Social workers protest overcrowded conditions
Cramped cubicles, high caseloads, and shared phones leads to frustration
Waving signs declaring “More Space Needed Now!” nearly 50 social workers marched out of the Los Angeles County Department of Children and Family Services’ Compton office on May 7 to protest the overcrowded working conditions that they have endured for more than a year.
Home to nearly one-quarter of the 35,000 children who receive childcare services in Los Angeles County, the Compton office connects families with services such as domestic violence prevention and mental health care.
But social workers say that overcrowded conditions have led to a high turnover rate and increasing frustration. According to Service Employees International Union (SEIU), which represents social workers throughout the county, nearly 300 social workers are being forced to share cubicles, computers, and high case loads at the Compton facility.
“I’ve been a social worker for 22 years, and I have never seen conditions this bad,” said Donald Napier, who joined in the protest. “We are only supposed to be assigned 31 cases each, but some of us are shouldering as many as 40.”
Napier said that other conditions have also added to the frustration. “The copier frequently breaks down and it takes a long time to get it fixed. That means the social worker has to walk from one end of the building to another just to find another copier.”
Napier said that the overcrowding is one of the main reasons for the frustration. “They’re hiring more social workers to try to lower the caseload ratio, but they’re not providing the new social workers with desks. The social workers are forced to share the same phone number and the same computer.”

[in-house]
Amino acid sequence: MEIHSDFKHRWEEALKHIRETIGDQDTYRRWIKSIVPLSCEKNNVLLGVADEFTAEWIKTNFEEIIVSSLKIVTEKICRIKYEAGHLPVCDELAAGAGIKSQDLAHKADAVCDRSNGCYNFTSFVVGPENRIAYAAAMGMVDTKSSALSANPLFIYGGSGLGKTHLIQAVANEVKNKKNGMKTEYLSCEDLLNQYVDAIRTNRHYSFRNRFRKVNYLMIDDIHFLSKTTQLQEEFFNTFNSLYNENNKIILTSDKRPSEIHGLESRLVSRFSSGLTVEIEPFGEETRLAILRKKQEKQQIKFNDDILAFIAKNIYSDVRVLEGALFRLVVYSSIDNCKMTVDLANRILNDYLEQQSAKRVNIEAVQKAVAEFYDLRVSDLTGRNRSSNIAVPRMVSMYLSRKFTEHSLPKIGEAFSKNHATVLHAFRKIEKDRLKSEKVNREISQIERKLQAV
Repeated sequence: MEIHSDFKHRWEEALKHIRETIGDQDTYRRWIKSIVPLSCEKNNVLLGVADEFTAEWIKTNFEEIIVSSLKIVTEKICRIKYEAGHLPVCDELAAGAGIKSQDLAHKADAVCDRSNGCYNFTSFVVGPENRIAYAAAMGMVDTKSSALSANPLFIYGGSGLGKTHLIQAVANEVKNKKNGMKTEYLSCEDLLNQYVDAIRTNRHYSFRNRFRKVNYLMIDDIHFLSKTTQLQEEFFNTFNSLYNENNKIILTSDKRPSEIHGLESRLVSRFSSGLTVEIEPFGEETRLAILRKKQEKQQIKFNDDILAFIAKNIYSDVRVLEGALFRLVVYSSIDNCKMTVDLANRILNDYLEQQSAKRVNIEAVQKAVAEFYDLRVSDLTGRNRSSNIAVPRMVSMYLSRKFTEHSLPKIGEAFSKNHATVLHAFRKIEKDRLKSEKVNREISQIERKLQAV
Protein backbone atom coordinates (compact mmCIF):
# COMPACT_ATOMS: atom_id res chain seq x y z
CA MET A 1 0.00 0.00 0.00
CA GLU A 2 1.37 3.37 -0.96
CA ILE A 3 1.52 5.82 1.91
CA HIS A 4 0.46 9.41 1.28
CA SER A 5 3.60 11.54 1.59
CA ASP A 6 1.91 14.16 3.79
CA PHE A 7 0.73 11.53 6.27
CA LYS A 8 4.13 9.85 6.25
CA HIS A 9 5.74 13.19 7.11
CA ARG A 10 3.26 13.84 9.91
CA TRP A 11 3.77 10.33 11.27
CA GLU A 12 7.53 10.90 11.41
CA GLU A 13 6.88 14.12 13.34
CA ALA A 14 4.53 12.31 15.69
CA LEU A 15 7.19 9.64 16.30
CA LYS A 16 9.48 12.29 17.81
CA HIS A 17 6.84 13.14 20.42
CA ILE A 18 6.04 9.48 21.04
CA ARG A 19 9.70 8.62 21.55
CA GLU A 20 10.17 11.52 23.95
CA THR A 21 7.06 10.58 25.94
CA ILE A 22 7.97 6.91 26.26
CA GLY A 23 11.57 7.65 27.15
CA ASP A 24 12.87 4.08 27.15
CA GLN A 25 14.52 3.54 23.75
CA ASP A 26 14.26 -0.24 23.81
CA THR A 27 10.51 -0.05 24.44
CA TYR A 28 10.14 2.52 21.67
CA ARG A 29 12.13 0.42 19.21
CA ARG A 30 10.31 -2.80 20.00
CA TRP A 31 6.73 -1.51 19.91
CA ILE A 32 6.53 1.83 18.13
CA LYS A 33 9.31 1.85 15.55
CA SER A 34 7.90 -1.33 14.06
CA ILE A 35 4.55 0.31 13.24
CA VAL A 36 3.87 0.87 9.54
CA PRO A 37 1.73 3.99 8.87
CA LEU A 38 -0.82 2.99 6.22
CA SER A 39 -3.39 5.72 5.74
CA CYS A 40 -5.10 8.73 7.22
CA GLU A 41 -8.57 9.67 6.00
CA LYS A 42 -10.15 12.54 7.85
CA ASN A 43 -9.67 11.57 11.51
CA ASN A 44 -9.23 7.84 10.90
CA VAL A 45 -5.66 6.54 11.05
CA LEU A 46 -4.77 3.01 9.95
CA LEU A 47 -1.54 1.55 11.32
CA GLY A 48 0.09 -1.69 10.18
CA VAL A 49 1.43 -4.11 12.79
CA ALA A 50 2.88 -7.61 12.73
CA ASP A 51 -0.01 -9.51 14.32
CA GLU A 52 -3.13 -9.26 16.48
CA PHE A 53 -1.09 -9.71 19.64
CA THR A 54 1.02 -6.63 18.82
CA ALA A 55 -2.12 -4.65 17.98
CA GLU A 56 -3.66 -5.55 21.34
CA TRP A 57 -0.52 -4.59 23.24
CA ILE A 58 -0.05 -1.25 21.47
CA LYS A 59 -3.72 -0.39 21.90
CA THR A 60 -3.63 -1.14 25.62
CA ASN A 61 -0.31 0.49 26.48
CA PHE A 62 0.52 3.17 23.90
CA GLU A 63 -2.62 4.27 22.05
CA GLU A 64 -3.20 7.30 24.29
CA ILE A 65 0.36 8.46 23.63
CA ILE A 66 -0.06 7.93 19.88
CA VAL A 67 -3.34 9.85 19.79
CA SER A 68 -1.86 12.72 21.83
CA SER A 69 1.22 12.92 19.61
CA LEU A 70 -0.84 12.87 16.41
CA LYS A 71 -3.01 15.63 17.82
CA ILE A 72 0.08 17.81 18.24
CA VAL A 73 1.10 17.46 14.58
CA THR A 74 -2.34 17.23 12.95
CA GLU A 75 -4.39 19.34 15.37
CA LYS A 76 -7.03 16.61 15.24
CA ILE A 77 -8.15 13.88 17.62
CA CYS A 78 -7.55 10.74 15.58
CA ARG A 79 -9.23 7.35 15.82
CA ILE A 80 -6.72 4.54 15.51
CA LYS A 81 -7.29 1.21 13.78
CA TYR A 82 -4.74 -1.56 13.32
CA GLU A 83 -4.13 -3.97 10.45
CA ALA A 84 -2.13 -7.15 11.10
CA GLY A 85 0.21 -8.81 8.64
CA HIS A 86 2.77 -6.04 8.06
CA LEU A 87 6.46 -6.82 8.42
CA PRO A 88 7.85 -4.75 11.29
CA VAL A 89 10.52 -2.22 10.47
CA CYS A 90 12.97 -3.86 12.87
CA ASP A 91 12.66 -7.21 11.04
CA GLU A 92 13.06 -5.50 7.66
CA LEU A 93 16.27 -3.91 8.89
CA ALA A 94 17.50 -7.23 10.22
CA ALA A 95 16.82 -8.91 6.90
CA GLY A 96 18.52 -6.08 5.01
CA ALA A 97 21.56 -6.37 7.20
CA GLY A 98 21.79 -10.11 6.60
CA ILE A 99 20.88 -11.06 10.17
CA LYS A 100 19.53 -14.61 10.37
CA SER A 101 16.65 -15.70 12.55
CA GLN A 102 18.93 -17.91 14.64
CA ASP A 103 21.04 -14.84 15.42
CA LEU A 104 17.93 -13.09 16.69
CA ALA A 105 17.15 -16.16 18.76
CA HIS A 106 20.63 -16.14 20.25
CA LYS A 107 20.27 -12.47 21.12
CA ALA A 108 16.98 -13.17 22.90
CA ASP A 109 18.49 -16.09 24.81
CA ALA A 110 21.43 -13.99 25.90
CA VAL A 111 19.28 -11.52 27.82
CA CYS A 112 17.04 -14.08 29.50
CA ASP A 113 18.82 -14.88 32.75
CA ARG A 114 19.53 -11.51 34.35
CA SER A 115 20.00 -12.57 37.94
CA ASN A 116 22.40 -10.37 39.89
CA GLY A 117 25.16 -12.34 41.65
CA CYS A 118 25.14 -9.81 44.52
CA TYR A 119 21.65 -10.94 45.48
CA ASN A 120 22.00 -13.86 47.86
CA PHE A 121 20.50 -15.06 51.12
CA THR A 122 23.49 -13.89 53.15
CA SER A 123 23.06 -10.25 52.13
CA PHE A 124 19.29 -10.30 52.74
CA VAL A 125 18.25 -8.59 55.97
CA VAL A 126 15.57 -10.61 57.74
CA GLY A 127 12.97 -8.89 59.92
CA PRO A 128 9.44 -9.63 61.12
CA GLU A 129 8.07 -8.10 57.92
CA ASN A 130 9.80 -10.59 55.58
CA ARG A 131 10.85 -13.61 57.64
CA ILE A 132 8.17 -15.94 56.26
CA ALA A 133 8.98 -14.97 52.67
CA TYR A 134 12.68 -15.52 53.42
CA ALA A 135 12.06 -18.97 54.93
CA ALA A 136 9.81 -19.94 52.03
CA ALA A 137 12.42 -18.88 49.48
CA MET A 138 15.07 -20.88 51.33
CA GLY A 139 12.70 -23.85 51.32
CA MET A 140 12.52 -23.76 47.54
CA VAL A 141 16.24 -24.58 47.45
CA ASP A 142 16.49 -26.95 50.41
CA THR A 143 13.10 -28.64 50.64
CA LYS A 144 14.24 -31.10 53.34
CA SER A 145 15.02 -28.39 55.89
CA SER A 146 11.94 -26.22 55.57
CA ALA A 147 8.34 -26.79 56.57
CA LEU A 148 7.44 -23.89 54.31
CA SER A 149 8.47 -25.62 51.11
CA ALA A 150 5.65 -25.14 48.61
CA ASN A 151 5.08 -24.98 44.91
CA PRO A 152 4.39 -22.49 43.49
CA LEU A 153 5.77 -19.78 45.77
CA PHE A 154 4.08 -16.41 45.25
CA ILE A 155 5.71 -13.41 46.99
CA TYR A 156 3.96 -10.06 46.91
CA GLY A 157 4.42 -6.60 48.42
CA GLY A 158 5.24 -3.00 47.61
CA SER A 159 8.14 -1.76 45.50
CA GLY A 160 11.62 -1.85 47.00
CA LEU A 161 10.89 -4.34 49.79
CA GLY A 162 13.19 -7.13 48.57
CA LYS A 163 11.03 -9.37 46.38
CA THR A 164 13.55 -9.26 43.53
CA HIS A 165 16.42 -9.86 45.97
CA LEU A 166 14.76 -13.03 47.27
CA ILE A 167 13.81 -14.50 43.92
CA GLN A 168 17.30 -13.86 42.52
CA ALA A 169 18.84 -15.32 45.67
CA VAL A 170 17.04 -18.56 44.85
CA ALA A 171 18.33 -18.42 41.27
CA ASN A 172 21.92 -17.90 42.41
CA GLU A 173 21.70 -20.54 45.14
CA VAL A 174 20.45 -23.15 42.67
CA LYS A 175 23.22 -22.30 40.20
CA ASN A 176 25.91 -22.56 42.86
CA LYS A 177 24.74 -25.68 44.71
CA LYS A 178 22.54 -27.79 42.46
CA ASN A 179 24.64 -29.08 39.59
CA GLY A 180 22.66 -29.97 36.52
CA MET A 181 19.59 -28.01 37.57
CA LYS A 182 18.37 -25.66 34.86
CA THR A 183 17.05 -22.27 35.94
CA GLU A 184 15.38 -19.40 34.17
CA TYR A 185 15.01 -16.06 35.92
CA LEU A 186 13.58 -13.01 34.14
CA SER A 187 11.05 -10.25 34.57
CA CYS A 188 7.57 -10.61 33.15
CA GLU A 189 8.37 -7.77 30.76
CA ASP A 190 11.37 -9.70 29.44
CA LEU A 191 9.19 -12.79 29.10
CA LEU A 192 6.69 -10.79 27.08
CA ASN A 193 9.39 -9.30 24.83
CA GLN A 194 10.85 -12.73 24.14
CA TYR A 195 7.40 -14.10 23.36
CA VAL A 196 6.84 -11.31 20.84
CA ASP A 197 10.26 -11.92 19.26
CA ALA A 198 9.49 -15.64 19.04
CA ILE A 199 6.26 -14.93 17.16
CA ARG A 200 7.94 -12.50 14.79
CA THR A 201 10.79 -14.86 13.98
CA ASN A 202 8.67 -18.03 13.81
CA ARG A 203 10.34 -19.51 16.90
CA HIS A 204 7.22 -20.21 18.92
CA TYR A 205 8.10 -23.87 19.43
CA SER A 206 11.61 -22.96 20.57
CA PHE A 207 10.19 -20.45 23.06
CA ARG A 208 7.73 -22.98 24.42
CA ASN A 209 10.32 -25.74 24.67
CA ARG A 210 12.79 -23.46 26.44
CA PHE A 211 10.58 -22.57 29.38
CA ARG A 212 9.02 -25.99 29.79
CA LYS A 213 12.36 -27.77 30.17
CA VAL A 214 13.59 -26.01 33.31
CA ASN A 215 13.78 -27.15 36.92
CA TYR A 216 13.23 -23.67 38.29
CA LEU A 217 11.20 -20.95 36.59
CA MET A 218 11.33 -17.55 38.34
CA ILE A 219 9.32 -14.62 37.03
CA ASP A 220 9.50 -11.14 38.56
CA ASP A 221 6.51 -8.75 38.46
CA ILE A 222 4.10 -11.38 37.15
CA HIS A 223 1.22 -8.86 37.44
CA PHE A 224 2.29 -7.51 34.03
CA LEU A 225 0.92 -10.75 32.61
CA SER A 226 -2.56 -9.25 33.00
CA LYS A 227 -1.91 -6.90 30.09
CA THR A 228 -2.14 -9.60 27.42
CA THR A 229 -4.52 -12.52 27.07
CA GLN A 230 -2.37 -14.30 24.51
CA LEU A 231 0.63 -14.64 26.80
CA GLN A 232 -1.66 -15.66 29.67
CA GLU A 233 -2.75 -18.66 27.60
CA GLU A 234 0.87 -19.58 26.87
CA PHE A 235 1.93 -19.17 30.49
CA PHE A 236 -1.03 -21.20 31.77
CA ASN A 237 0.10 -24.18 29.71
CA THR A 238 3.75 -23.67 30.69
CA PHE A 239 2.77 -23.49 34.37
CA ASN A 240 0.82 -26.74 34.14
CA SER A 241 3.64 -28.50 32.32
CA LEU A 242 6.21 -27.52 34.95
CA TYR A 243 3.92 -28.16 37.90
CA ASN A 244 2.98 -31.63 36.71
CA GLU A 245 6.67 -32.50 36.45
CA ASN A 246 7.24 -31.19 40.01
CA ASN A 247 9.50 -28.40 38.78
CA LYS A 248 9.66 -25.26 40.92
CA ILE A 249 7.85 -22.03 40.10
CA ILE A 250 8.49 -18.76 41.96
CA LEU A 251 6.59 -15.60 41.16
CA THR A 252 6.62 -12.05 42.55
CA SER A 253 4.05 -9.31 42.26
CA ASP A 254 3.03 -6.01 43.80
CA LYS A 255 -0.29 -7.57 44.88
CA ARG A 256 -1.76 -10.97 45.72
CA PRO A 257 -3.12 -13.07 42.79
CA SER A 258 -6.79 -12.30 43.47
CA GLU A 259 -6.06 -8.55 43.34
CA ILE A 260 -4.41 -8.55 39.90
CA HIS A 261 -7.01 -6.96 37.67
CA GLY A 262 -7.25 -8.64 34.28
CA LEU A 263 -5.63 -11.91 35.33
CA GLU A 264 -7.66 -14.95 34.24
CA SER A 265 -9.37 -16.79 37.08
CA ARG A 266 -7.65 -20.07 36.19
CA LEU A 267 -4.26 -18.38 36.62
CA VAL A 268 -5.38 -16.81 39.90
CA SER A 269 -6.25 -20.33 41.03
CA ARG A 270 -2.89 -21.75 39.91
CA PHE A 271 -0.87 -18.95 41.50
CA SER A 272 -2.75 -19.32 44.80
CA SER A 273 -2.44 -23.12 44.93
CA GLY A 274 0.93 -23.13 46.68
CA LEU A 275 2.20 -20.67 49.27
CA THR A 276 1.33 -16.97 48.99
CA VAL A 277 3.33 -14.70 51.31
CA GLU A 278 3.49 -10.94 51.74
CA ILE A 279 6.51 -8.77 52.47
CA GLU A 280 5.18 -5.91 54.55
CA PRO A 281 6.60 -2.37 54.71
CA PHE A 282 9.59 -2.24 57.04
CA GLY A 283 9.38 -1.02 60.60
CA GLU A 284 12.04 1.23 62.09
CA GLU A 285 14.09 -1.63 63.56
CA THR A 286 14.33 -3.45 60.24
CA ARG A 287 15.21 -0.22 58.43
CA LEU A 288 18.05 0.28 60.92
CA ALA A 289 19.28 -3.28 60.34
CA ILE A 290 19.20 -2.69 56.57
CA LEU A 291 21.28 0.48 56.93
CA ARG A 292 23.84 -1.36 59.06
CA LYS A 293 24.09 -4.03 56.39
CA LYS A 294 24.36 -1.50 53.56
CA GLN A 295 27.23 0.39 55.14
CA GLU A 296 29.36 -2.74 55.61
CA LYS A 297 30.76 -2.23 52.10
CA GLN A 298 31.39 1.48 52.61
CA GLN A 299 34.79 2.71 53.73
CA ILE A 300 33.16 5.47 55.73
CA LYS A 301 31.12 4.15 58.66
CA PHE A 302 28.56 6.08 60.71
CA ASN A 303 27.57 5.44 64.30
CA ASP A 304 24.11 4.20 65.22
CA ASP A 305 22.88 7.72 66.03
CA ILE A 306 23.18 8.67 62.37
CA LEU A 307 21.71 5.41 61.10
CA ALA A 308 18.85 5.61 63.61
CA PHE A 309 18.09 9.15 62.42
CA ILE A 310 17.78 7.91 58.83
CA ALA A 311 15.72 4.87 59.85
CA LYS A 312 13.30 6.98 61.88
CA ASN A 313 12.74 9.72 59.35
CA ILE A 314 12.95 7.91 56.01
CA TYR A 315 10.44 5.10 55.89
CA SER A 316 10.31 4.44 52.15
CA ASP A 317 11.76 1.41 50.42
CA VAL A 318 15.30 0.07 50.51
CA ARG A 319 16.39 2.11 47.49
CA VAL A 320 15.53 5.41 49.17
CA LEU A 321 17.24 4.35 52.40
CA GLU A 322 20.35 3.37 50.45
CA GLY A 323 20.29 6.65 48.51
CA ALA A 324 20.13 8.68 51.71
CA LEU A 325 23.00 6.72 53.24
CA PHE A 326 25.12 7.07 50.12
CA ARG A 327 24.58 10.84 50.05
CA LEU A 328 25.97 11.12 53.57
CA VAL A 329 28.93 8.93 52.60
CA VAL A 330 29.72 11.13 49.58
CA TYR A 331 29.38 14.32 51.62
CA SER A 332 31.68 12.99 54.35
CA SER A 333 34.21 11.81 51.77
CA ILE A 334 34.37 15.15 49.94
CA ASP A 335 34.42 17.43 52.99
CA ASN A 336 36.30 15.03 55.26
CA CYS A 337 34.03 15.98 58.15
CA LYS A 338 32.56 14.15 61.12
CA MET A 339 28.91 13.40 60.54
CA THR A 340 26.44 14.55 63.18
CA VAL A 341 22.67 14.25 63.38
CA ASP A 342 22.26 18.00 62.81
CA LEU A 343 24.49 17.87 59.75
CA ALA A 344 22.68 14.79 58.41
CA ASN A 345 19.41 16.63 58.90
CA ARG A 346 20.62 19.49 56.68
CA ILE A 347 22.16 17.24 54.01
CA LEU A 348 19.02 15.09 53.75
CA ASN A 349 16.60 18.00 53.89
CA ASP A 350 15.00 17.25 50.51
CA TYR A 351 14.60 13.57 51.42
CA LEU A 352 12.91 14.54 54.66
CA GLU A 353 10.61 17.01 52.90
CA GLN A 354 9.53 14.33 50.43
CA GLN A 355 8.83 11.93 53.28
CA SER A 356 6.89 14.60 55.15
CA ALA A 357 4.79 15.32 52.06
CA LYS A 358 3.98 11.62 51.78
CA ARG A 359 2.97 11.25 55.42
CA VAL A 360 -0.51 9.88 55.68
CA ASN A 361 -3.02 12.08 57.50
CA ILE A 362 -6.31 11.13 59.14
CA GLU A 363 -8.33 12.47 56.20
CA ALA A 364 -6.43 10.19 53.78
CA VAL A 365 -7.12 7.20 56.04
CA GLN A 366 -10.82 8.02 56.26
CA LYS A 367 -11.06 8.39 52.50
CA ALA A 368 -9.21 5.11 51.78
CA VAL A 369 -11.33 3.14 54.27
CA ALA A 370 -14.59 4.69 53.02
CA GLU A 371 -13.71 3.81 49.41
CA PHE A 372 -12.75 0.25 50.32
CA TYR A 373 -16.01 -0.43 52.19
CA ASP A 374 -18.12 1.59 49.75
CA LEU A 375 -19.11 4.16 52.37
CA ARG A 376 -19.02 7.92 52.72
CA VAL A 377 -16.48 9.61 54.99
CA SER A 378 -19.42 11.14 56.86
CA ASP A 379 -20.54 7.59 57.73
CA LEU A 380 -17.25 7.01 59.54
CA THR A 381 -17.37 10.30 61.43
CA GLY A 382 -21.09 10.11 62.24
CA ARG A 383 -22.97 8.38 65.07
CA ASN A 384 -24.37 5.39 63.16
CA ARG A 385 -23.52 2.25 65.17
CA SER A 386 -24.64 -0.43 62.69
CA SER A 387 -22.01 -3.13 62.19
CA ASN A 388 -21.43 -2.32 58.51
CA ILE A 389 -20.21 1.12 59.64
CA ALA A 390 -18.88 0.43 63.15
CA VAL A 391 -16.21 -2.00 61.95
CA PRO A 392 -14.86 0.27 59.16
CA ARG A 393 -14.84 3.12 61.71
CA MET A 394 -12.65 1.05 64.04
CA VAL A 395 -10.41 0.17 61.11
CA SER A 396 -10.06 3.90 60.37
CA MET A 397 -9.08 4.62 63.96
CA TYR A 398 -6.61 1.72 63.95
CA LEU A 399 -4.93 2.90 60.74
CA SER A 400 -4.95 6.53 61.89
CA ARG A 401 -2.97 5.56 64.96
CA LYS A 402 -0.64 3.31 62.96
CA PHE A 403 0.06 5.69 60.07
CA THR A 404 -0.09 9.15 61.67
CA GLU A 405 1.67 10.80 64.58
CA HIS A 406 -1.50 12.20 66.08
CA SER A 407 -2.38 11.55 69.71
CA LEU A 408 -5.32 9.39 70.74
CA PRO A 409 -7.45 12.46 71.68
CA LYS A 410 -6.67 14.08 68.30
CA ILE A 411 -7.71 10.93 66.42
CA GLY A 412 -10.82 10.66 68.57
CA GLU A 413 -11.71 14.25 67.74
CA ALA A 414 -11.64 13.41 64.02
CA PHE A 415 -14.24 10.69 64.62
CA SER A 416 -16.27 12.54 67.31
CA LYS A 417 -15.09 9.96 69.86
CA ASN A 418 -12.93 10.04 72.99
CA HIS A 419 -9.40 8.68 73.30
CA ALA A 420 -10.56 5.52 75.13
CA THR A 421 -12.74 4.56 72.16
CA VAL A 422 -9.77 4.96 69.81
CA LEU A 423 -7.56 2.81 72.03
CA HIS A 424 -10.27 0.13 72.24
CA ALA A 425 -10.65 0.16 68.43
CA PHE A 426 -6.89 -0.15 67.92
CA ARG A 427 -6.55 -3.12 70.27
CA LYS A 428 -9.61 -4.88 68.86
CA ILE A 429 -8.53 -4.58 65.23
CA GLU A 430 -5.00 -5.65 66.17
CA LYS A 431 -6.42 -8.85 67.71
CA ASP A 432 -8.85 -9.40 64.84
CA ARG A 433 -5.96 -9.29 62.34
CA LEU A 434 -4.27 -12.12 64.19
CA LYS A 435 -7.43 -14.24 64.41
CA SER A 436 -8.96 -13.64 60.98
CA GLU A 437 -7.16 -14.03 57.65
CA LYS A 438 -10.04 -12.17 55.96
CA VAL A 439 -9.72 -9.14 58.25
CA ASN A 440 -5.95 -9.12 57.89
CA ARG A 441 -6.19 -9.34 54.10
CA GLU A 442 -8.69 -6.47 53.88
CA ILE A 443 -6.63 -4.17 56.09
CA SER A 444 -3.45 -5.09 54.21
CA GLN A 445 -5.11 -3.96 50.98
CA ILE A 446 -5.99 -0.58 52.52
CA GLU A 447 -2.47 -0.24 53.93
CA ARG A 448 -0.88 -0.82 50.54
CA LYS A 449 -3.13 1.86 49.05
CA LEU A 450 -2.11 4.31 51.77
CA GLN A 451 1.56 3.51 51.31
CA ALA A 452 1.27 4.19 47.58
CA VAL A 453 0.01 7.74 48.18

Jose Izquierdo, 37, who has been a social worker for over one year, said that the cramped working conditions have made it difficult to complete his work. “I share my cubicle with another social worker and we have to alternate sharing the cubicle on a daily basis. She may work Monday, Thursday, and Friday, and I work the other days. Obviously, the conditions make it difficult to complete work for our clients because we are not available for them on a daily basis.”
Izquierdo said many social workers get “fed up” and quit. “The working conditions make it difficult to work for our clients, so oftentimes, we are unable to respond to their needs. It’s disheartening for us to be considered professionals, yet they don’t give us enough respect to give us our own cubicle. And I’ve heard that of all the DCFS facilites, the Compton office is the only office where the social workers have to share cubicles.”
According to Michael Soller, deputy communications director for SEIU, county officials have promised to move workers to a Hawthorne office site, but have “dragged their feet” when giving a deadline to ease the space crunch.
Social workers said they want the County to commit to a definite timeline as to when they will relocate social workers to the Hawthorne location. Soller said that although the County had issued a timeline of six to eight weeks, it still hasn’t committed to a deadline for the move.
“We are united in preventing children from falling out of their families, and that means we have to move fast to get services to families on the brink,” said social worker Patricia Placencia. “We need our county leaders to recognize that.”
Jamil Watkins, a social worker for three years, said she was glad to hear about the relocation. “This is the first time I’ve seen some real progress in the three years I’ve been here,” she said. “I don’t have to share a desk, but I can certainly empathize with those who do.”
Watkins said that although moving Compton social workers to the Hawthorne location will alleviate some of the crowding, “they will be away fom their community and that will be one of the difficulties that people will have to deal with. There’s no way we can continue to function the way we are.”
Stu Riskin, spokesperson for the County Children and Family Services Department, said that the County is also exploring alternative options to overcrowding including telecommuting and co-locating some of its workers.